theophontes: The LOLstar’s power grids are currently having some issues due to the stupid shielding subsystem nearly being destroyed by a comment by former FEMA director Brown. Thus You may experience interruptions in power while the system recovers (this is day two of the attempt to bring the shield power above 25%, and we can’t take another hit like that one.)

  127. 627
    erikthebassist

    I read your bigoted blog post MD, you’re not worth having a discussion with until you understand the difference between being critical of someone’s beliefs and being prejudiced against the way people are born.

    Kindly go fuck off.

  128. 628
    cm's changeable moniker (quaint, if not charming)

    render farm

    Er, this laptop overheats at the mere typing of youtube.com.

    I’d be honoured to, but unfortunately [etc.] …

  129. 629
    strange gods before me ॐ

    Cloudy with a chance of sauropods.

  130. 630
    strange gods before me ॐ

    Geolocating target person of interest.

  131. 631
    A. R

    SG: Have you considered integrating the LOBC into the LOLstar? We offer all of your superweapon needs, including a large power source, reflective stupid shielding, remote command and control, and comfortable quarters with internet, cable, and rather nice beds. Also an open bar on the promenade.

  132. 632
    John Morales

    md:

    Please, id love to see you all extend that conversation out of the echo chamber (nothing wrong with echo chambers, mind you. they have their place) that is pharyngula.

    You would, would you?

    Tough shit.

    As for this place being an echo chamber, you do realise how utterly foolish that contention is, no?

    (Hotbeds of disputation are not echo chambers)

  133. 633
    chigau (違う)

    John Morales
    but We™ all agree about md.
    therefore
    herefor
    erefo
    ref
    e

  134. 634
    cm's changeable moniker (quaint, if not charming)

    Weird. Quiet neighbourhood in a low-crime area. Car pulls up in the road, two 20-somethings get out, start wandering (maybe drunk?) into people’s driveways. As I’m taking out the garbage, the one wandering into mine says “sorry mate, wrong house”, and re-routes to next door.

    A few minutes pass, a few more security lights come on, then they re-enter the car and drive off.

    *worried*

    Not immensely, but …

  135. 635
    A. R

    cm: Most concerning.

  136. 636
    cm's changeable moniker (quaint, if not charming)

    I LOLed:

    Nate Silver @fivethirtyeight

    7 polls released in Ohio in past 48 hours: Obama +2, Obama +3, Obama +3, Obama +3, Obama +5, Obama +5, Obama +5. #notthatcomplicated

    David Ohman ‏@dpohman @RubenBolling @fivethirtyeight that adds up to +26..right?

  137. 637
    chigau (違う)

    re cm #136
    *takes off mittens*
    +2+3+3+3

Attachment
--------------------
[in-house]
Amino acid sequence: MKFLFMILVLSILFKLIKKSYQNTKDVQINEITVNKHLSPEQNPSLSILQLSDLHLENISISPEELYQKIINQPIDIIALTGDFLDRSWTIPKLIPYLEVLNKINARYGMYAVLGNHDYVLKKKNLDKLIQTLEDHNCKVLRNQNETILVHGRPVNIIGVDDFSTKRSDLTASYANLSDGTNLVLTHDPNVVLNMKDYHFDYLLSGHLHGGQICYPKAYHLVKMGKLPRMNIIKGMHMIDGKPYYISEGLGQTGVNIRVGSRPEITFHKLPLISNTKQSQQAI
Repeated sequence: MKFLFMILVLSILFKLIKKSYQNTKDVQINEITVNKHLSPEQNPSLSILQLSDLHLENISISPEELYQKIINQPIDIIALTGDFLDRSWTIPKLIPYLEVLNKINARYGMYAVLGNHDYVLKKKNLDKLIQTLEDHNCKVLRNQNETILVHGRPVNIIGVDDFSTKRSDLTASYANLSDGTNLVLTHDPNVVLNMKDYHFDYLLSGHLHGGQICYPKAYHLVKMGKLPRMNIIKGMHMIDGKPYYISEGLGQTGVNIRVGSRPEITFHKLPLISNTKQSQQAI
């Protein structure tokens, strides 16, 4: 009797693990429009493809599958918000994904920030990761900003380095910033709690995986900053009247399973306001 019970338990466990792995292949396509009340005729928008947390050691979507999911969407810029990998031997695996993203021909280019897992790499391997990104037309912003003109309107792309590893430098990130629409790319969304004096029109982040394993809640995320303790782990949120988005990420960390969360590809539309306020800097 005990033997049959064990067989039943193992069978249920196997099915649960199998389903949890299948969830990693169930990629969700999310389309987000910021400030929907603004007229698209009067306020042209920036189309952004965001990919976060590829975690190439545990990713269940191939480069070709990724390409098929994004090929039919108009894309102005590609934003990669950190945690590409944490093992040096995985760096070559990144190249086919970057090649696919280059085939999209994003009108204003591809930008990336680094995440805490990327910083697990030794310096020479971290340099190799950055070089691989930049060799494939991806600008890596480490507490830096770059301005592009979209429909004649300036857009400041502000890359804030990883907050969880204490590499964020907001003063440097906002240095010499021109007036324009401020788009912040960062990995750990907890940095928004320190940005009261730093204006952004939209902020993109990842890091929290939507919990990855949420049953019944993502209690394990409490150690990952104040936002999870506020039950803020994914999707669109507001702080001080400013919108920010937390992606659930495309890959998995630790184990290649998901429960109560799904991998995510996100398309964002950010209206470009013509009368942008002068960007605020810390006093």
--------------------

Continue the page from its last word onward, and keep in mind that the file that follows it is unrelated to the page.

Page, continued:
*takes off socks*
    +5+5…+5
    David Ohman is probably correct.

  138. 638
  139. 639
    John Morales

    Three Little Kittens

  140. 640
    chigau (違う)

    John Morales
    You are so weird!
    :)
    [c'mon, sing it with me... Mee-ow, mee-ow, mee-ow.]

  141. 641
    John Morales

    chigau, I admit I prefer Mother Hitton’s Littul Kittons.

  142. 642
    cm's changeable moniker (quaint, if not charming)

    I’m alive! And un-burgled. Phew.

  143. 643
    Fionnabhair

    Anyone wanna help turn a poll around? It’s from a Sun Media paper, which is Canada’s Fox News, so I didn’t have high expectations, but it’s still early and there’s plenty of time to send it in the right direction.

    Basically, a parent has complained about Gideon Bibles being distributed at a school in British Columbia. They’re only given to students who have permission slips signed by their parents (and most parents decline- there’s hope for the future yet), but bibles shouldn’t be given out in schools, period.

    Here’s the poll as it stands:

    POLL
    Is it okay to distribute Bibles in schools as long as permission slips are issued to parents?
    72%
    Yes.
    67 votes

    27%
    No.
    25 votes

    1%
    I don’t know.
    1 votes

    Here’s a link to the article, poll is at the end. I don’t recommend reading the comments, as they’re the typical privileged assholes you would expect to see commenting on something from Fox News North, complaining about Christian persecution and being racist and so on. Unless you like a bit of pain, in which case, jump right in.

  144. 644
    mildlymagnificent

    a spirited conversation that so many of you feel strongly about.

    Spirited? For pity’s sake.

    All that stuff about formation of stereotypes and prejudice is utterly standard. Completely routine content of staff training packages in equal opportunity/client sensitivity back when I was presenting them in the early 90s.